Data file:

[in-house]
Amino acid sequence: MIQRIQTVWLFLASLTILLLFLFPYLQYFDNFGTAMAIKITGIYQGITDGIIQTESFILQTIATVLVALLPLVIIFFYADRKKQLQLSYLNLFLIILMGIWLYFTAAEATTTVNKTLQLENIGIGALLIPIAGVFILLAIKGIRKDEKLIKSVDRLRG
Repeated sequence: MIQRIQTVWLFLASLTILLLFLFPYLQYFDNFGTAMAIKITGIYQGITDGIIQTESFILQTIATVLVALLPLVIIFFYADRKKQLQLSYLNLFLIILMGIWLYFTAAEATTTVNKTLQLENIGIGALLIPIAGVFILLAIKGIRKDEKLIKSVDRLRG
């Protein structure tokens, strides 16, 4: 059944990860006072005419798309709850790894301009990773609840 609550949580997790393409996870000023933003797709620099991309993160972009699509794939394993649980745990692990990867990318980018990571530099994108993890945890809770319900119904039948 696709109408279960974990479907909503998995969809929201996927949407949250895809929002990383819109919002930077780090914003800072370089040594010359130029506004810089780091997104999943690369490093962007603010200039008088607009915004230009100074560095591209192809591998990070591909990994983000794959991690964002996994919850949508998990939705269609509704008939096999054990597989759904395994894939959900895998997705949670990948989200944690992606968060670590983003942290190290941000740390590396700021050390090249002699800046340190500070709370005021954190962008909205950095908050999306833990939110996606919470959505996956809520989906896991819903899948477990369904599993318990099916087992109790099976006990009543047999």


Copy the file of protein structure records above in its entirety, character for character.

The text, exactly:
[in-house]
Amino acid sequence: MIQRIQTVWLFLASLTILLLFLFPYLQYFDNFGTAMAIKITGIYQGITDGIIQTESFILQTIATVLVALLPLVIIFFYADRKKQLQLSYLNLFLIILMGIWLYFTAAEATTTVNKTLQLENIGIGALLIPIAGVFILLAIKGIRKDEKLIKSVDRLRG
Repeated sequence: MIQRIQTVWLFLASLTILLLFLFPYLQYFDNFGTAMAIKITGIYQGITDGIIQTESFILQTIATVLVALLPLVIIFFYADRKKQLQLSYLNLFLIILMGIWLYFTAAEATTTVNKTLQLENIGIGALLIPIAGVFILLAIKGIRKDEKLIKSVDRLRG
């Protein structure tokens, strides 16, 4: 059944990860006072005419798309709850790894301009990773609840 609550949580997790393409996870000023933003797709620099991309993160972009699509794939394993649980745990692990990867990318980018990571530099994108993890945890809770319900119904039948 696709109408279960974990479907909503998995969809929201996927949407949250895809929002990383819109919002930077780090914003800072370089040594010359130029506004810089780091997104999943690369490093962007603010200039008088607009915004230009100074560095591209192809591998990070591909990994983000794959991690964002996994919850949508998990939705269609509704008939096999054990597989759904395994894939959900895998997705949670990948989200944690992606968060670590983003942290190290941000740390590396700021050390090249002699800046340190500070709370005021954190962008909205950095908050999306833990939110996606919470959505996956809520989906896991819903899948477990369904599993318990099916087992109790099976006990009543047999």